To read more follow this link: REACH – Reflections on Supported Living today
|If you support someone who has had a financial assessment and has been assessed as needing to contribute towards the cost of their care then we would like to hear from you. We would like to challenge OCC’s Care Contribution Policy and ask them to be more transparent about how the process works. |
We know from the families who get in contact that many feel that financial assessments are unfair and that it is difficult to evidence disability related expenses above the allocated 35%.
To help support our challenge, we would like to submit some anonymised case studies to show the wide range of issues that families are dealing with. Personalised stories are much more meaningful and it is important that the Local Authority and Councillors understand the impact and stress that many carers are under as they navigate their way through what is a very unclear process.
We have created a template for you to complete in order to capture the key information about care contributions for person you support.
Closing date for completing this form is FRIDAY 14th JULY.
OxFSN will then send a letter along with the case studies asking for OCC to address our concerns.
|To complete the form please click on the above image or the link below. |
All case studies will be anonymised so there will be no connection to the person completing the form. We will not change any of the information you provide so feel free to avoid using pronouns if that helps.
In every area there is an organisation that plans and pays for NHS services.
This is called an Integrated Care Board. Click on the link to read more:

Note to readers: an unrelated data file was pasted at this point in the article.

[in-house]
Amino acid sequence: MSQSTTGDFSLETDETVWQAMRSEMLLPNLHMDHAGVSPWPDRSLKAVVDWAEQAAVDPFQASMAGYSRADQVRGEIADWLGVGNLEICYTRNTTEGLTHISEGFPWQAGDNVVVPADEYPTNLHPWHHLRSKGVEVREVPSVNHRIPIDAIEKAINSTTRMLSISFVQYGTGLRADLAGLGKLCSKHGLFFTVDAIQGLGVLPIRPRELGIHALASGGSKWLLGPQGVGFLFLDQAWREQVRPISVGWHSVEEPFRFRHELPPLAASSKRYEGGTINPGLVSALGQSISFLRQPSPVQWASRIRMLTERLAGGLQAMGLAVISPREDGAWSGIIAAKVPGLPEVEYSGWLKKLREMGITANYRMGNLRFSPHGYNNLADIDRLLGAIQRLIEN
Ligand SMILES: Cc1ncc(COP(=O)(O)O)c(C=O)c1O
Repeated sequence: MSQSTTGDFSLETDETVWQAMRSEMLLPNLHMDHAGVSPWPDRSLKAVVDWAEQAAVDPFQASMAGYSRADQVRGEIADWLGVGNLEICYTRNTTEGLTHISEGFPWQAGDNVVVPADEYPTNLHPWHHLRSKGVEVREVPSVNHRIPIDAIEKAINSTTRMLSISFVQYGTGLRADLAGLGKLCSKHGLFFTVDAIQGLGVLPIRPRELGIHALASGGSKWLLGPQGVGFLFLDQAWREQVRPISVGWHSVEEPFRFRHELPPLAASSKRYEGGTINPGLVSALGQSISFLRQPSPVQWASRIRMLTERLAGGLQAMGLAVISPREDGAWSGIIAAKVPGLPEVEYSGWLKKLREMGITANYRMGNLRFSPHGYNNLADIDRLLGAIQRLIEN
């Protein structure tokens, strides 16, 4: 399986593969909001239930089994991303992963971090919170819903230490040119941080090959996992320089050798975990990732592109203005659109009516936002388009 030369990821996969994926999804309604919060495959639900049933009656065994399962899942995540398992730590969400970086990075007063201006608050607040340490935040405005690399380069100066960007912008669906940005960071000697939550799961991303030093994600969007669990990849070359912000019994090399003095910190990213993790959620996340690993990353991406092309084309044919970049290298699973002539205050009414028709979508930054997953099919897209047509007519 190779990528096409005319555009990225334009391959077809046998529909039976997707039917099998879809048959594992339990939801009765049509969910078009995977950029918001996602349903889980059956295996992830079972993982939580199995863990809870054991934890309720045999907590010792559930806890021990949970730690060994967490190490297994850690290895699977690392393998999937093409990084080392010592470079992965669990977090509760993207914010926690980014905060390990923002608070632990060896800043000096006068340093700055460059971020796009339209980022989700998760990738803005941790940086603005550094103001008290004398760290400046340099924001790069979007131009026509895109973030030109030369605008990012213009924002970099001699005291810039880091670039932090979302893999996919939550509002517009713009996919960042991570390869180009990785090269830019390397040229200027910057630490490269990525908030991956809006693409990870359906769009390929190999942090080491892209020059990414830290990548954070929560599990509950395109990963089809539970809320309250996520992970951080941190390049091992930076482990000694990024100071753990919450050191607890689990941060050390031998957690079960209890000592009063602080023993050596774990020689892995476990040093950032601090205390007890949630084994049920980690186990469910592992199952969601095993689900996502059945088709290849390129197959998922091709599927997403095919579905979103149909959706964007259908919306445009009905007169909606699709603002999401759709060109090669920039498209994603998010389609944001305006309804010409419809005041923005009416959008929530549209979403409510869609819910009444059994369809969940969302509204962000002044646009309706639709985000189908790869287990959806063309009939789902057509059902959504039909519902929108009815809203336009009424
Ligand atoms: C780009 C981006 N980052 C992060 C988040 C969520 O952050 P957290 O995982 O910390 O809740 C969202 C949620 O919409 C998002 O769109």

Come and hear about OxFSN’s new project
Please use this zoom link to join the meeting
Topic: Embolden 2 launch
Time: Dec 7, 2022 01:00 PM Greenwich Mean Time
One tap mobile
+442080806591,,89383177528#,,,,*295898# United Kingdom
We hope that family carers, siblings and other relatives will be able to attend but recognise that people work, so if you are interested in knowing more about the project please get in contact using the button below. We are planning on running coffee mornings across the county to meet with those family carers who prefer to meet face to face. If you are aware of anyone who you think would benefit from knowing more about this project, please ask them to get in touch.
Contact OxFSN here
|The Moving Into Adulthood Handbook|
This handbook is primarily for family carers of a young person with a learning disability and/or autism and professionals who are going through or supporting someone from the ages of 14 – 25 (with an EHCP) through the Moving into Adulthood stage.…and even if the person you support is younger …or older, you may still find some of the chapters helpful.
Each chapter focuses on a different area and gives an overview of what you need to know as you and your family member navigate your way through the Moving Into Adulthood stage including further resources that you may find helpful.
The Handbook is designed to be a dip in and out resource – we wouldn’t recommend reading it all at once but we hope you will find it informative and useful.And please do get in touch if you have any suggestions, or a link doesn’t work, or we’ve missed something you think should be included. It has been checked but things change and we know, even we can get things wrong.
|You can find out more information about the contents of the chapters and how to download them at this dedicated webpage by clicking on the image below:|
|Moving into Adulthood Handbook|